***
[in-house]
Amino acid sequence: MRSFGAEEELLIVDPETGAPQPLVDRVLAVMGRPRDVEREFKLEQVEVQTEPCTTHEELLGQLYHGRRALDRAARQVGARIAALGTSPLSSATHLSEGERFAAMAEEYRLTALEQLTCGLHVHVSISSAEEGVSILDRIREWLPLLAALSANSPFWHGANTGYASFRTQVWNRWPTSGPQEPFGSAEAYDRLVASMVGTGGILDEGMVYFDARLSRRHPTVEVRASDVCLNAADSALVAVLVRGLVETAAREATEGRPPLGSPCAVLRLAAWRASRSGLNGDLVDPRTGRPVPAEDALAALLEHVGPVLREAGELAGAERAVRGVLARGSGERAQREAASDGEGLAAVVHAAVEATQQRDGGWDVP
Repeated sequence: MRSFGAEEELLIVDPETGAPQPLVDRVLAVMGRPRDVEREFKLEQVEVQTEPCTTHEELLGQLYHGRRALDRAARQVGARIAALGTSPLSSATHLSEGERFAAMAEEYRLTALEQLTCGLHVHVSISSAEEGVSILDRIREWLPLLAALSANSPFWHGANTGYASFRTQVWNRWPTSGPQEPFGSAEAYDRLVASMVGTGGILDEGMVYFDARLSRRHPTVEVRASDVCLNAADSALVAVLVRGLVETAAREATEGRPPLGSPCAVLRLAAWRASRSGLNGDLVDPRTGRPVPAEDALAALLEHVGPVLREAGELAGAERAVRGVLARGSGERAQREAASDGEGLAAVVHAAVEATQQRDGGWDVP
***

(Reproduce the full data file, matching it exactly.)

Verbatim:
[in-house]
Amino acid sequence: MRSFGAEEELLIVDPETGAPQPLVDRVLAVMGRPRDVEREFKLEQVEVQTEPCTTHEELLGQLYHGRRALDRAARQVGARIAALGTSPLSSATHLSEGERFAAMAEEYRLTALEQLTCGLHVHVSISSAEEGVSILDRIREWLPLLAALSANSPFWHGANTGYASFRTQVWNRWPTSGPQEPFGSAEAYDRLVASMVGTGGILDEGMVYFDARLSRRHPTVEVRASDVCLNAADSALVAVLVRGLVETAAREATEGRPPLGSPCAVLRLAAWRASRSGLNGDLVDPRTGRPVPAEDALAALLEHVGPVLREAGELAGAERAVRGVLARGSGERAQREAASDGEGLAAVVHAAVEATQQRDGGWDVP
Repeated sequence: MRSFGAEEELLIVDPETGAPQPLVDRVLAVMGRPRDVEREFKLEQVEVQTEPCTTHEELLGQLYHGRRALDRAARQVGARIAALGTSPLSSATHLSEGERFAAMAEEYRLTALEQLTCGLHVHVSISSAEEGVSILDRIREWLPLLAALSANSPFWHGANTGYASFRTQVWNRWPTSGPQEPFGSAEAYDRLVASMVGTGGILDEGMVYFDARLSRRHPTVEVRASDVCLNAADSALVAVLVRGLVETAAREATEGRPPLGSPCAVLRLAAWRASRSGLNGDLVDPRTGRPVPAEDALAALLEHVGPVLREAGELAGAERAVRGVLARGSGERAQREAASDGEGLAAVVHAAVEATQQRDGGWDVP